Braybuddy From Brazil, joined Aug 2004, 5476 posts, RR: 34 Posted (8 years 5 months 5 days 21 hours ago) and read 1688 times:
Being off work sick and having nothing better to do, browsing through an accident database I totalled the accidents and fatalaties for two years, 1954 and 2004. The results were remarkably similar, despite a 50 year gap and a massive increase in air travel and a large increase in aircraft size:
NWCOflyer From United States of America, joined Jun 2003, 674 posts, RR: 14 Reply 1, posted (8 years 5 months 5 days 21 hours ago) and read 1670 times:
Is really amazing when you consider how many thousands more planes are in the air, and how many millions more are traveling now. Certainly if there is an upside in the world of aviation right now, it is dramatically improved safety.
Condor From Germany, joined Mar 2001, 68 posts, RR: 0 Reply 2, posted (8 years 5 months 5 days 21 hours ago) and read 1655 times:
Yes, if you consider that traffic increased dramatically over the past 50 years you have to say that the current safety stats are impressive indeed. I wonder how it will look like in another 10 or 20 years. Traffic will increase even more but the airspace is not unlimited. The result might be that we´ll have even closer seperations than today. So lets hope the accidents won´t become more...
Commavia From United States of America, joined Apr 2005, 10617 posts, RR: 62 Reply 3, posted (8 years 5 months 5 days 21 hours ago) and read 1640 times:
Impressive is definitely the right word for it. To think that in the course of any given day, giant metal tubes take to the skies probably 30,000 times carrying people and cargo, and that on probably 360 out of 365 days of the year, not one of them ever even comes close to any other one. That's is amazing -- just goes to prove once again that flying is by far the safest way to travel.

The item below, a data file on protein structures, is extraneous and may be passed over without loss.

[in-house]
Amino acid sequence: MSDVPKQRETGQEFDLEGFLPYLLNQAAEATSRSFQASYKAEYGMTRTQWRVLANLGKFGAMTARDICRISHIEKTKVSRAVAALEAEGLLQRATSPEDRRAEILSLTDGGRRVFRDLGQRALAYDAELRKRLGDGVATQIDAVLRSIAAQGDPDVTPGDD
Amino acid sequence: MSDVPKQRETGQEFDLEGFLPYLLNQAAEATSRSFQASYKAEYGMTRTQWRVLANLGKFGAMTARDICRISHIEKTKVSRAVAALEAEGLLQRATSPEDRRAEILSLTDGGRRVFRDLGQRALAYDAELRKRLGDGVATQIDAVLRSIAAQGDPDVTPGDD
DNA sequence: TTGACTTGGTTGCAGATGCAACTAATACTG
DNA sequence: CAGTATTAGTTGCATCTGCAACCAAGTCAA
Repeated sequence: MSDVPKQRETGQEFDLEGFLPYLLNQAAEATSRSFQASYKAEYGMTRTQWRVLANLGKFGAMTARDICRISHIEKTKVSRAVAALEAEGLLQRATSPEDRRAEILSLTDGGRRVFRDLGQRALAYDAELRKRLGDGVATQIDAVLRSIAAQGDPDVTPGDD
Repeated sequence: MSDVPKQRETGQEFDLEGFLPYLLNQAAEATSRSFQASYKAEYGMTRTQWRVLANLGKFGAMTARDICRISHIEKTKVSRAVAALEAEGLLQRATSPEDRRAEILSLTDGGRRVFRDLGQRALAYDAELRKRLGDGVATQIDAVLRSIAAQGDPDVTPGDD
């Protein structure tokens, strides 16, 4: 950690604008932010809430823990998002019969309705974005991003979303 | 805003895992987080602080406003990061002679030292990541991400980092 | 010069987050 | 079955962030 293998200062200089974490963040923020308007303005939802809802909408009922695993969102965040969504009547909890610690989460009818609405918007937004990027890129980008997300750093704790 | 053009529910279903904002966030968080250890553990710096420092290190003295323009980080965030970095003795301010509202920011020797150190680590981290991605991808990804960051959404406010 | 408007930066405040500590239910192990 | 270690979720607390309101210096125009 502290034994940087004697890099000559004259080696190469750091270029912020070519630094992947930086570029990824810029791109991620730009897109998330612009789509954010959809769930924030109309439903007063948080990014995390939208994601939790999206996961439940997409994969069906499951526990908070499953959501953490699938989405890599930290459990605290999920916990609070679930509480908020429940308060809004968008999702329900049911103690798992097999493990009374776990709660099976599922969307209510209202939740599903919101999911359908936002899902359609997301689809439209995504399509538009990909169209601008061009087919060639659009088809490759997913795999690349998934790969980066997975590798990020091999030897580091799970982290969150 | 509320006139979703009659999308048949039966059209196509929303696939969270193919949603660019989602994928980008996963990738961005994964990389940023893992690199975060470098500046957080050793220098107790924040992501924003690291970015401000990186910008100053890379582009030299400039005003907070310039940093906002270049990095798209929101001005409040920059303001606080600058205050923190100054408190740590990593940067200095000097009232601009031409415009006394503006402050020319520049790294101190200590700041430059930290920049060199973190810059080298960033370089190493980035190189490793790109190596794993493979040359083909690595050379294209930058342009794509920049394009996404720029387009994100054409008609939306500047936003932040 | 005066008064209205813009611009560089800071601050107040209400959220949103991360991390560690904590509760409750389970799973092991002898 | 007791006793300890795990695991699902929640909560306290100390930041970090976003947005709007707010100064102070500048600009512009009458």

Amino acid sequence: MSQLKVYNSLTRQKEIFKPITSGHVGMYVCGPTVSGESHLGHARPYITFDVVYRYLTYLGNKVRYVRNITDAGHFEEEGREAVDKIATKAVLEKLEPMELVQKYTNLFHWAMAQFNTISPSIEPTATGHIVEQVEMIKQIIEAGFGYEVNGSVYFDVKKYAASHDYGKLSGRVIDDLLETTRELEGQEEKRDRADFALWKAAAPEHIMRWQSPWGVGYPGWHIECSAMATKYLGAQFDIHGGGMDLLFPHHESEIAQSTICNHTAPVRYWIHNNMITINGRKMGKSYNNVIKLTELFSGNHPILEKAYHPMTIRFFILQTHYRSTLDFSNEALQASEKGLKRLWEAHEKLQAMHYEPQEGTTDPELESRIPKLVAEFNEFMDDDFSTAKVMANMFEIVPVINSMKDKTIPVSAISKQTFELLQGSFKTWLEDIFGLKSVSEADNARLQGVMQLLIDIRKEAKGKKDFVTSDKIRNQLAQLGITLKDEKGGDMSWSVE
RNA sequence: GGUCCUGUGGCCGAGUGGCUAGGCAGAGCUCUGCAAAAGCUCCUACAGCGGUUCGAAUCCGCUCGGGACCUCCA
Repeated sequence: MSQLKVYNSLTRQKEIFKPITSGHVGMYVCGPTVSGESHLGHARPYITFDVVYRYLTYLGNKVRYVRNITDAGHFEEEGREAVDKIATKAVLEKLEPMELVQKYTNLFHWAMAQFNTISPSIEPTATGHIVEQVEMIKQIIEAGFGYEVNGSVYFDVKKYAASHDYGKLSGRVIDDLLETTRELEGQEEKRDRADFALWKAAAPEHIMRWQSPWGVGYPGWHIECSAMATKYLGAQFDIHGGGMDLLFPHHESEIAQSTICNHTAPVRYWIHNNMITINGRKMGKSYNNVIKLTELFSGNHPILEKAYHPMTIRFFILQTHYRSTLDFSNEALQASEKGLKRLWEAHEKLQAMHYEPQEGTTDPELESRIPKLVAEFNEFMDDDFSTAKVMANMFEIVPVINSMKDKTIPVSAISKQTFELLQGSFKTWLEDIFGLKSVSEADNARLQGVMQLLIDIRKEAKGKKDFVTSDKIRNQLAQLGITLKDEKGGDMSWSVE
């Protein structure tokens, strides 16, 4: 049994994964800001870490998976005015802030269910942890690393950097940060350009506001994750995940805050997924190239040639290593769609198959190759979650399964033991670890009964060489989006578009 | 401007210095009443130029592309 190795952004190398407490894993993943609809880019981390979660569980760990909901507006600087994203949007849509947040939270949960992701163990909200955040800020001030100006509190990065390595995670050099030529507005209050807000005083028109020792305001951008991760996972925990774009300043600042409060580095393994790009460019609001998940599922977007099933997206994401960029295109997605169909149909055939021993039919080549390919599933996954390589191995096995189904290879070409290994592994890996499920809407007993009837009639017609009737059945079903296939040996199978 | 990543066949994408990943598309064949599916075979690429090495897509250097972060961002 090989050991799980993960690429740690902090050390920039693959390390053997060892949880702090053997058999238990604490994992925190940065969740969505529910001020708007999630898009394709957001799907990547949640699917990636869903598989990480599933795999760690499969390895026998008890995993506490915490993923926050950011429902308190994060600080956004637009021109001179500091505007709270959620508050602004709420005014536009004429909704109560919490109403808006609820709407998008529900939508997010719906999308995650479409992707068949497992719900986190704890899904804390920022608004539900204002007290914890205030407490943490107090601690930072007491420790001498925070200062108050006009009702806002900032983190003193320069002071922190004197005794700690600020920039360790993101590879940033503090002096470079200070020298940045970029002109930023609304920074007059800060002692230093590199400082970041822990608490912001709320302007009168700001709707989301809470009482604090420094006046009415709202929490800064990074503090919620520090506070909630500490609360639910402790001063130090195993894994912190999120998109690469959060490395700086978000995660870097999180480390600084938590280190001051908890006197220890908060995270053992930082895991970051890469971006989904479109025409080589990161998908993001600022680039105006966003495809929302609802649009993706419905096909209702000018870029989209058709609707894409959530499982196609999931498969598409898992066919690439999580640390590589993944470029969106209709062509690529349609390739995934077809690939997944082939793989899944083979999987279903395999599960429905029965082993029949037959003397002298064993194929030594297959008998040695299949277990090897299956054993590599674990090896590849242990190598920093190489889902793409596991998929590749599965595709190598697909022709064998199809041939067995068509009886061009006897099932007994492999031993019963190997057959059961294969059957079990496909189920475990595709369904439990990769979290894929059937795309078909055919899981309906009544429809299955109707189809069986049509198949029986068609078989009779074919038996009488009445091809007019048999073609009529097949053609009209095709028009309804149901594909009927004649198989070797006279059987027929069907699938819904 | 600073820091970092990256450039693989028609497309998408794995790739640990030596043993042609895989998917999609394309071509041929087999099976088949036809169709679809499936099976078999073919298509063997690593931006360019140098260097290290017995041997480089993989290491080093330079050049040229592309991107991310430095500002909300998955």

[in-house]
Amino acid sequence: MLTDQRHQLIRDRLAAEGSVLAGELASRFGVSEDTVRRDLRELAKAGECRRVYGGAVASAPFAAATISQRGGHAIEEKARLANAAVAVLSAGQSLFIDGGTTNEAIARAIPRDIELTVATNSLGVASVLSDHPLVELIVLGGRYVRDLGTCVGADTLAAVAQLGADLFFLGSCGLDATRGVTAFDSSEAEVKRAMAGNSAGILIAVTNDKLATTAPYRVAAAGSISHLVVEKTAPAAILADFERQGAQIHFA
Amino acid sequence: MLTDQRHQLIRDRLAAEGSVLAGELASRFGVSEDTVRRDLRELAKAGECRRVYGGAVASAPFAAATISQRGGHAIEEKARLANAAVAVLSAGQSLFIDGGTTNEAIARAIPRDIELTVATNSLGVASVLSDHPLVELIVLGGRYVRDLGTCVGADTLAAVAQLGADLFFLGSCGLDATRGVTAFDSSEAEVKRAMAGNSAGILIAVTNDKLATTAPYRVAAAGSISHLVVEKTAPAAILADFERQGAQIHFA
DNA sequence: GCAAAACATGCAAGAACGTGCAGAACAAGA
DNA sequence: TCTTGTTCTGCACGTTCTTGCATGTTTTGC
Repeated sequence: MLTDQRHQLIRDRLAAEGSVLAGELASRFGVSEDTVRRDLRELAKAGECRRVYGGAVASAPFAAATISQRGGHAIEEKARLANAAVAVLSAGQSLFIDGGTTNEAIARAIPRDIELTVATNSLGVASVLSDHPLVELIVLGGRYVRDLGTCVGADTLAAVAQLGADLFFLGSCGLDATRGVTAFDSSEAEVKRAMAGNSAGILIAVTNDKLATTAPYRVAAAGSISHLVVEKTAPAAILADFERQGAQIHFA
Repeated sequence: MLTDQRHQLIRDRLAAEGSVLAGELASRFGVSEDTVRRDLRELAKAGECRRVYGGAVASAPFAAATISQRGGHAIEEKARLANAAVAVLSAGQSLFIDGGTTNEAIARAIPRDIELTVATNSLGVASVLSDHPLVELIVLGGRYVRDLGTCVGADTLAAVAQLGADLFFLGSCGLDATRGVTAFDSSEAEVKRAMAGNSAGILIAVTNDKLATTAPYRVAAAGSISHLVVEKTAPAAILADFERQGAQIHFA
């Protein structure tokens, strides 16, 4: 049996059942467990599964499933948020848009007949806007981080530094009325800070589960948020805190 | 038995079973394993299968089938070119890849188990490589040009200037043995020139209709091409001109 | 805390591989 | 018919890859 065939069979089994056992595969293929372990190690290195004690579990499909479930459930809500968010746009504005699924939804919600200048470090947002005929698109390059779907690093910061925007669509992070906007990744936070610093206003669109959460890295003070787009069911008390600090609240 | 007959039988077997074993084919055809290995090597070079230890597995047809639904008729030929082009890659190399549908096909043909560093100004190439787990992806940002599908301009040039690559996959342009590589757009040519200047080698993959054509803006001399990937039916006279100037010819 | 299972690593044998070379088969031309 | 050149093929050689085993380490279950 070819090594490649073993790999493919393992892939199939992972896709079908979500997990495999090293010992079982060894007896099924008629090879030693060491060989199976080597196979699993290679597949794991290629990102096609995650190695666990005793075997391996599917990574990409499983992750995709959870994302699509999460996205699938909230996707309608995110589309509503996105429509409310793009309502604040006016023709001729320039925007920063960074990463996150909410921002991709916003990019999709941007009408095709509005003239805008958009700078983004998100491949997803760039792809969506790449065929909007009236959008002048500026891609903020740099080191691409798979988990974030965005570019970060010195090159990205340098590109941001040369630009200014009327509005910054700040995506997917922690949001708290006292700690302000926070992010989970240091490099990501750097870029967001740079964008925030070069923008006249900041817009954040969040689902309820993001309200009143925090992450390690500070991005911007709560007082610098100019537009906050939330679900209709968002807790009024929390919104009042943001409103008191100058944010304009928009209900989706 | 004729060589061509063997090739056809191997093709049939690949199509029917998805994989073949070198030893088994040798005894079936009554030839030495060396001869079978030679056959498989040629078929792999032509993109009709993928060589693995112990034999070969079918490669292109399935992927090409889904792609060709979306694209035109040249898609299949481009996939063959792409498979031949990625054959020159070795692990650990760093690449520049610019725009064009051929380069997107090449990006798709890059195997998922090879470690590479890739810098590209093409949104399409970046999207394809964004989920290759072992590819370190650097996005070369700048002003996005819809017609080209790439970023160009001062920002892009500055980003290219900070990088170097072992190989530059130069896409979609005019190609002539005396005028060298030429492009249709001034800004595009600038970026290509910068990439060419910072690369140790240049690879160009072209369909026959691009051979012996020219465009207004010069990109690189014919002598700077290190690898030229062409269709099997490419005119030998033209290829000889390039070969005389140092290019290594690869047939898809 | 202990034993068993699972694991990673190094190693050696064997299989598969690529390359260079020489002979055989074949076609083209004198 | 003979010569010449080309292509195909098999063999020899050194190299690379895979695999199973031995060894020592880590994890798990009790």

Scbriml From United Kingdom, joined Jul 2003, 11789 posts, RR: 48 Reply 4, posted (8 years 5 months 5 days 21 hours ago) and read 1614 times:
I think that record is likely to improve somewhat in the short term. It's interesting to note that (as far as I'm aware) no A330, A340 or 777 has been lost in service.
It will be interesting to see what happens to accident rates and losses as we see more third tier airlines now starting to use older Western type. I'm thinking of A310s, 737s and 757s now replacing older Russian types in many Russian airlines.
Braybuddy From Brazil, joined Aug 2004, 5476 posts, RR: 34 Reply 5, posted (8 years 5 months 5 days 21 hours ago) and read 1592 times:
I can remember, probably twenty years ago, that insurers were predicting a large hull loss rate of one per month in the years ahead. That would have resulted in probably 2,500+ fatalaties every year. Thankfully, this never materialised.
Ikramerica From United States of America, joined May 2005, 21311 posts, RR: 60 Reply 8, posted (8 years 5 months 5 days 19 hours ago) and read 1488 times:
It all comes down to more reliability of machines which comes from computer diagnostics, higher precision and consistency of parts manufacturing, and improvements in maintenance techniques and requirements.
I would also so that the liberalization/deregulation of the industry around the world has helped, as airlines must compete more directly on cost and reliability, and having a safe, trouble free plane helps on both fronts, which encourages all manufacturers to prioritize safety and dispatch reliability.
Of all the things to worry about... the Wookie has no pants.